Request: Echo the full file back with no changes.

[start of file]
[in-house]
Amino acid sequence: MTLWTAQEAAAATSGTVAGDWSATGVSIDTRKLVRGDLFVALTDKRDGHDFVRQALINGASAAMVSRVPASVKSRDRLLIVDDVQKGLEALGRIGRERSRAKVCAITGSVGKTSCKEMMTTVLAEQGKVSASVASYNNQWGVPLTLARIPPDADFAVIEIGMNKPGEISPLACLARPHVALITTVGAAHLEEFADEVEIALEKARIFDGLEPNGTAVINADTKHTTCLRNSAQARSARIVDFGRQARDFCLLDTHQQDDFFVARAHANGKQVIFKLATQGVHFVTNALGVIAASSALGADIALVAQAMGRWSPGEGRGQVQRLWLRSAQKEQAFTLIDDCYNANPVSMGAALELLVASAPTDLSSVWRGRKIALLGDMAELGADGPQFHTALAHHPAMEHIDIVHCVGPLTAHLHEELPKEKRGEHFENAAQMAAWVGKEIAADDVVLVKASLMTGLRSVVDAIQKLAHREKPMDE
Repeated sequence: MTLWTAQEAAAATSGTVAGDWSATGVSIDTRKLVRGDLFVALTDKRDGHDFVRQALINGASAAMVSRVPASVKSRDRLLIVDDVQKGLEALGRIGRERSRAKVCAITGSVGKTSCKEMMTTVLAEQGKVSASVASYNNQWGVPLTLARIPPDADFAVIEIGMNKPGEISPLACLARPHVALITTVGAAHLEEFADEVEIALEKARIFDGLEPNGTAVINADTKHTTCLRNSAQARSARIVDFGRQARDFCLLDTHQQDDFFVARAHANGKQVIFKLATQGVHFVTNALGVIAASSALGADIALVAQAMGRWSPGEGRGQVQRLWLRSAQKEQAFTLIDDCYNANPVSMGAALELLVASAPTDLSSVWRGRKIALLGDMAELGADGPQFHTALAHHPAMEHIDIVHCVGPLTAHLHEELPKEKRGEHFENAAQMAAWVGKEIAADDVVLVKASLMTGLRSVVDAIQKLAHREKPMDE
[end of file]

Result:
[in-house]
Amino acid sequence: MTLWTAQEAAAATSGTVAGDWSATGVSIDTRKLVRGDLFVALTDKRDGHDFVRQALINGASAAMVSRVPASVKSRDRLLIVDDVQKGLEALGRIGRERSRAKVCAITGSVGKTSCKEMMTTVLAEQGKVSASVASYNNQWGVPLTLARIPPDADFAVIEIGMNKPGEISPLACLARPHVALITTVGAAHLEEFADEVEIALEKARIFDGLEPNGTAVINADTKHTTCLRNSAQARSARIVDFGRQARDFCLLDTHQQDDFFVARAHANGKQVIFKLATQGVHFVTNALGVIAASSALGADIALVAQAMGRWSPGEGRGQVQRLWLRSAQKEQAFTLIDDCYNANPVSMGAALELLVASAPTDLSSVWRGRKIALLGDMAELGADGPQFHTALAHHPAMEHIDIVHCVGPLTAHLHEELPKEKRGEHFENAAQMAAWVGKEIAADDVVLVKASLMTGLRSVVDAIQKLAHREKPMDE
Repeated sequence: MTLWTAQEAAAATSGTVAGDWSATGVSIDTRKLVRGDLFVALTDKRDGHDFVRQALINGASAAMVSRVPASVKSRDRLLIVDDVQKGLEALGRIGRERSRAKVCAITGSVGKTSCKEMMTTVLAEQGKVSASVASYNNQWGVPLTLARIPPDADFAVIEIGMNKPGEISPLACLARPHVALITTVGAAHLEEFADEVEIALEKARIFDGLEPNGTAVINADTKHTTCLRNSAQARSARIVDFGRQARDFCLLDTHQQDDFFVARAHANGKQVIFKLATQGVHFVTNALGVIAASSALGADIALVAQAMGRWSPGEGRGQVQRLWLRSAQKEQAFTLIDDCYNANPVSMGAALELLVASAPTDLSSVWRGRKIALLGDMAELGADGPQFHTALAHHPAMEHIDIVHCVGPLTAHLHEELPKEKRGEHFENAAQMAAWVGKEIAADDVVLVKASLMTGLRSVVDAIQKLAHREKPMDE